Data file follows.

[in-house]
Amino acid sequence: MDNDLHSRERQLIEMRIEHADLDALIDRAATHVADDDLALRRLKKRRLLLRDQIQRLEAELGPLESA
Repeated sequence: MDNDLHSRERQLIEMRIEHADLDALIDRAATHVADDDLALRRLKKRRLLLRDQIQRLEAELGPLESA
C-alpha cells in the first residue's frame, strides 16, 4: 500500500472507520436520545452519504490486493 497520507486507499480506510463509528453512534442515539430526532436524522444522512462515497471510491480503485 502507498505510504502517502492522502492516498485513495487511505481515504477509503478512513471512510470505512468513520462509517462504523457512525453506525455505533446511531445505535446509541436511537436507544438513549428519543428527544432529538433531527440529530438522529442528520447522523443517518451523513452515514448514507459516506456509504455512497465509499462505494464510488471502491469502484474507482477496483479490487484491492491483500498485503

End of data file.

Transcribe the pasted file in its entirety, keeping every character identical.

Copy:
[in-house]
Amino acid sequence: MDNDLHSRERQLIEMRIEHADLDALIDRAATHVADDDLALRRLKKRRLLLRDQIQRLEAELGPLESA
Repeated sequence: MDNDLHSRERQLIEMRIEHADLDALIDRAATHVADDDLALRRLKKRRLLLRDQIQRLEAELGPLESA
C-alpha cells in the first residue's frame, strides 16, 4: 500500500472507520436520545452519504490486493 497520507486507499480506510463509528453512534442515539430526532436524522444522512462515497471510491480503485 502507498505510504502517502492522502492516498485513495487511505481515504477509503478512513471512510470505512468513520462509517462504523457512525453506525455505533446511531445505535446509541436511537436507544438513549428519543428527544432529538433531527440529530438522529442528520447522523443517518451523513452515514448514507459516506456509504455512497465509499462505494464510488471502491469502484474507482477496483479490487484491492491483500498485503